01/11/2011. Contributed by Pauline Morgan
bi-monthly 66 page magazine: UK publisher/editor address: Andy Cox, TTA Press, 5 Martins Lane, Witcham, Ely, Cambridgeshire CB6 2LB. Price: GBP 3.95 (UK). ISSN: 1753-0709).
check out website: www.ttapress.com
Any outlet for short stories is good. All magazines need support if they are to continue to exist but not all readers will like all magazines. ‘Black Static’ is a stable companion to ‘Interzone’, the SF magazine. It calls itself a horror and dark fantasy publication and is an outlet for writers of that genre. Most readers would probably buy this magazine for the fiction and it contains five new stories, illustrated by a different artist.
There is nothing supernatural about ‘Eight Small Men’ by James Cooper (illustrated by Ben Baldwin). It portrays the horror of real life and the cruelties that can be inflicted on children. The narrator and his brother return reluctantly to the house where they spent some part of their childhood as their ‘foster-father’ is approaching death. The thrust of the story revolves around the death of the son of the household. It is well told and has a ring of conviction about it.
‘The Knitted Child’ by Simon Kurt Unsworth (illustrated by Jim Burns) takes an unusual approach to not being pregnant. It is told from the perspective of the knitted doll made by the grandmother of the household. Its role is a kind of fertility charm that is not working. It is a clever story and would be at home in a literary magazine as there is little horror in it, only an understanding of the desperation some women feel to conceive a child.
‘Maximum Darkness’ by Alan Scott Laney (illustrated by David Gentry) is the author’s first published story. It is probably a story about madness and contains a number of well-crafted set images. It contains too many other extraneous factors that ultimately the sense of it is lost.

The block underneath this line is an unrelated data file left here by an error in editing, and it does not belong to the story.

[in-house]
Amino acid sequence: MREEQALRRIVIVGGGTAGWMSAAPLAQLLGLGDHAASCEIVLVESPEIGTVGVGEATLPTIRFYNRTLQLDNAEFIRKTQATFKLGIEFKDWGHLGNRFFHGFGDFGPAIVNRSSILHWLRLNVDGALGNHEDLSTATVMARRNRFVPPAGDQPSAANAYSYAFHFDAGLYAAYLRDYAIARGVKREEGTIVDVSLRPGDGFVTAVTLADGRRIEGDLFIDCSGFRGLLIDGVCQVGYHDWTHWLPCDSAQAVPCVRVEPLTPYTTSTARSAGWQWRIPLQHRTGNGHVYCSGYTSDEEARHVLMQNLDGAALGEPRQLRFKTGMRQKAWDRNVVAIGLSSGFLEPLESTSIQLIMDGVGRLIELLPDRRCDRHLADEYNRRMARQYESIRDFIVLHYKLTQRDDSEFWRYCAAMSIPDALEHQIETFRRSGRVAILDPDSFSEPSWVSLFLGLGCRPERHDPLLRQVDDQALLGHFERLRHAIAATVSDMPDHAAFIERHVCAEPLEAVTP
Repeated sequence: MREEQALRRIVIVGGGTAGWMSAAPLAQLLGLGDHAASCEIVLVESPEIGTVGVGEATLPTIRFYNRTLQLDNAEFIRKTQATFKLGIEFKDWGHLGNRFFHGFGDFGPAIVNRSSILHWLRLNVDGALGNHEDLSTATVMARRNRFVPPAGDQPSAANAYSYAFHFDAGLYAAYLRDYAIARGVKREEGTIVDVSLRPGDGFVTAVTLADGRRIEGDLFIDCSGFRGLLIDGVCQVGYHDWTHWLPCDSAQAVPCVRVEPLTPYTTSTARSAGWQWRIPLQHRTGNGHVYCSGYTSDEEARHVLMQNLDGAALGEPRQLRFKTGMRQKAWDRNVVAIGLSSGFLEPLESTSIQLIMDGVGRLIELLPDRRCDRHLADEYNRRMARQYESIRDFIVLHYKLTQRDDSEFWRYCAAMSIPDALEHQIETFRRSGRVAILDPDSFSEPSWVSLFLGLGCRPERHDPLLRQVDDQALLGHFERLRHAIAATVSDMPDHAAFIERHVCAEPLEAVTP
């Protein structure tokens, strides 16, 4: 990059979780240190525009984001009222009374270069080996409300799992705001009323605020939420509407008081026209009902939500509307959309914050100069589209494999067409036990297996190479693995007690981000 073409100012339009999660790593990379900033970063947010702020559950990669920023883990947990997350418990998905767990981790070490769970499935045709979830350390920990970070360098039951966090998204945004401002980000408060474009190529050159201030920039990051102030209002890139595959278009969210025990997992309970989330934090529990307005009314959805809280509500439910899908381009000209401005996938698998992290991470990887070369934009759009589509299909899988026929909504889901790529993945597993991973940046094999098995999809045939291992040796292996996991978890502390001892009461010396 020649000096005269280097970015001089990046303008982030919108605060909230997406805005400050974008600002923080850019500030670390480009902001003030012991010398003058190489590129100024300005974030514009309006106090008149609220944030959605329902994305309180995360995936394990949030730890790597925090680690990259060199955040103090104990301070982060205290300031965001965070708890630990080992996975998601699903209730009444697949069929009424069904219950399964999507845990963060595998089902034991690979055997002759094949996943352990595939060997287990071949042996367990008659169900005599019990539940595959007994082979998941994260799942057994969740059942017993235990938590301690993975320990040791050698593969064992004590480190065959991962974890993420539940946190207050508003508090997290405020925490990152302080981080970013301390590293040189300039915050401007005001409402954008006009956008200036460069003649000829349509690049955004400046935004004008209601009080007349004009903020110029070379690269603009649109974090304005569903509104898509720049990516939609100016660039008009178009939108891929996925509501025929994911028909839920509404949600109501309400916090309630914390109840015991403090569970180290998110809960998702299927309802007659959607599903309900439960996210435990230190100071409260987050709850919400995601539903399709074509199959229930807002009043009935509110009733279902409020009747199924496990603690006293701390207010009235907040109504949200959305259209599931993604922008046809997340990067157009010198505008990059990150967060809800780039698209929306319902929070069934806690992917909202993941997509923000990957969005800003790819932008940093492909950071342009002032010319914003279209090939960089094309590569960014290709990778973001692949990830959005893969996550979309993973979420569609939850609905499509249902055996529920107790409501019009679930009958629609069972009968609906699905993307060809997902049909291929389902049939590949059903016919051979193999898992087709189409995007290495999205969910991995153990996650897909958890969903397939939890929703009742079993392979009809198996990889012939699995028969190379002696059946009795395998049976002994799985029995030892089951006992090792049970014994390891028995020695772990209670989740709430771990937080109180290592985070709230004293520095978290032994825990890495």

‘Babylon’s Burning’ by Daniel Kaysen (illustrated by Rik Rawling) explores the theme of the talented being head-hunted for a large corporation whose methods are suspect. Initial resistance is overcome by blackmail. Of these stories, this is the most graphically horrific.
‘Death By Water’ by Sarah Singleton (illustrated by Ben Baldwin) is a modern selkie story with the protagonist searching for his lost wife. It is a poignant tale of grief and loss and is perhaps the best of the five.
As this is a magazine, the contents include more than fiction. There are three short articles by established writers. Christopher Fowler’s ‘Interference’ comments on the trends in films and the problems of scriptwriting. Stephen Volk’s ‘Electric Darkness’ is an entertaining piece about films, whereas Mike O’Driscoll takes censorship as his theme for his article, ‘Night’s Plutonium Shore’.
Tony Lee has tried to comment on every DVD and Blu-Ray since ‘Black Static # 14’. As this runs to some eight pages it makes one wonder if he should not have been a bit more selective, especially as he only seems to like Japanese film horror. Although Peter Tennant has more space than this for books, his pages do include an interview with American writer Alexandra Solokov, a consideration of zombie graphic novels, reviews of two of PS Publishing’s novellas as well as a round-up of the state of horror fiction in Australia.
Most magazine’s have an editorial. ‘White Noise’ replaces this as it is more a news spread about the British horror scene. Overall, this is a magazine worth looking at for anyone wanting to keep in touch with the horror genre.
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